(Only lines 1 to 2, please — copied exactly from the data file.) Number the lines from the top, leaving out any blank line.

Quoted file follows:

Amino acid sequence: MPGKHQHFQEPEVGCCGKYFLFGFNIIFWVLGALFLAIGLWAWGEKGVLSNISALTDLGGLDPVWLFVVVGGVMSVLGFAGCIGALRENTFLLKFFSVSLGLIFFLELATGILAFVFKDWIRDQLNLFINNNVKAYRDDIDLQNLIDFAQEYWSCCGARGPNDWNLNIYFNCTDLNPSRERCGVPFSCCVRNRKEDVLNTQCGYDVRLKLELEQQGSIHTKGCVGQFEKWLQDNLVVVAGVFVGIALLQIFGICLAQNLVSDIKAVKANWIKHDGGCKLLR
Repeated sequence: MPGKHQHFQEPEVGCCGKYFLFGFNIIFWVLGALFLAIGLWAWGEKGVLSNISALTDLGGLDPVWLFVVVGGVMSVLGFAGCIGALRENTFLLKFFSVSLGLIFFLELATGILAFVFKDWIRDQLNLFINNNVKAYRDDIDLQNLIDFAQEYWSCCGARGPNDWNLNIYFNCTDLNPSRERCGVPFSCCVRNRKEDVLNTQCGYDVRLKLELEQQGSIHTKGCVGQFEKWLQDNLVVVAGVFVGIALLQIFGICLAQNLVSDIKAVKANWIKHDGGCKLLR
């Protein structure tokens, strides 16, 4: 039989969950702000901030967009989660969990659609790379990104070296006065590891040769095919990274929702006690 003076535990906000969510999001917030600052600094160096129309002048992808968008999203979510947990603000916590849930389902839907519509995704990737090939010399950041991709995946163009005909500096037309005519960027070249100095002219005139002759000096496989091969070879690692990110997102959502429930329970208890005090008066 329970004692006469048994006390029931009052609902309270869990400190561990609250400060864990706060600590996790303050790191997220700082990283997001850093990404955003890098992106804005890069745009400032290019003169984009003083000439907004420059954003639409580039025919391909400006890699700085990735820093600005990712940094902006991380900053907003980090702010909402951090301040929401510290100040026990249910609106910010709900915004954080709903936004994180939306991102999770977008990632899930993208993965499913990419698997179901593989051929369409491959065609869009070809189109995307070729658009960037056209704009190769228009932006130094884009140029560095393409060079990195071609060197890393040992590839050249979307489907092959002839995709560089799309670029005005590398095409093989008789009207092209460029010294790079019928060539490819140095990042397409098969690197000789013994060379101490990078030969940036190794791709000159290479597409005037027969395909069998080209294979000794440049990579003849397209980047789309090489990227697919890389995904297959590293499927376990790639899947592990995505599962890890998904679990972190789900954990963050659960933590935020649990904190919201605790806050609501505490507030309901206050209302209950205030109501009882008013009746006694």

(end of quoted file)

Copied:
Amino acid sequence: MPGKHQHFQEPEVGCCGKYFLFGFNIIFWVLGALFLAIGLWAWGEKGVLSNISALTDLGGLDPVWLFVVVGGVMSVLGFAGCIGALRENTFLLKFFSVSLGLIFFLELATGILAFVFKDWIRDQLNLFINNNVKAYRDDIDLQNLIDFAQEYWSCCGARGPNDWNLNIYFNCTDLNPSRERCGVPFSCCVRNRKEDVLNTQCGYDVRLKLELEQQGSIHTKGCVGQFEKWLQDNLVVVAGVFVGIALLQIFGICLAQNLVSDIKAVKANWIKHDGGCKLLR
Repeated sequence: MPGKHQHFQEPEVGCCGKYFLFGFNIIFWVLGALFLAIGLWAWGEKGVLSNISALTDLGGLDPVWLFVVVGGVMSVLGFAGCIGALRENTFLLKFFSVSLGLIFFLELATGILAFVFKDWIRDQLNLFINNNVKAYRDDIDLQNLIDFAQEYWSCCGARGPNDWNLNIYFNCTDLNPSRERCGVPFSCCVRNRKEDVLNTQCGYDVRLKLELEQQGSIHTKGCVGQFEKWLQDNLVVVAGVFVGIALLQIFGICLAQNLVSDIKAVKANWIKHDGGCKLLR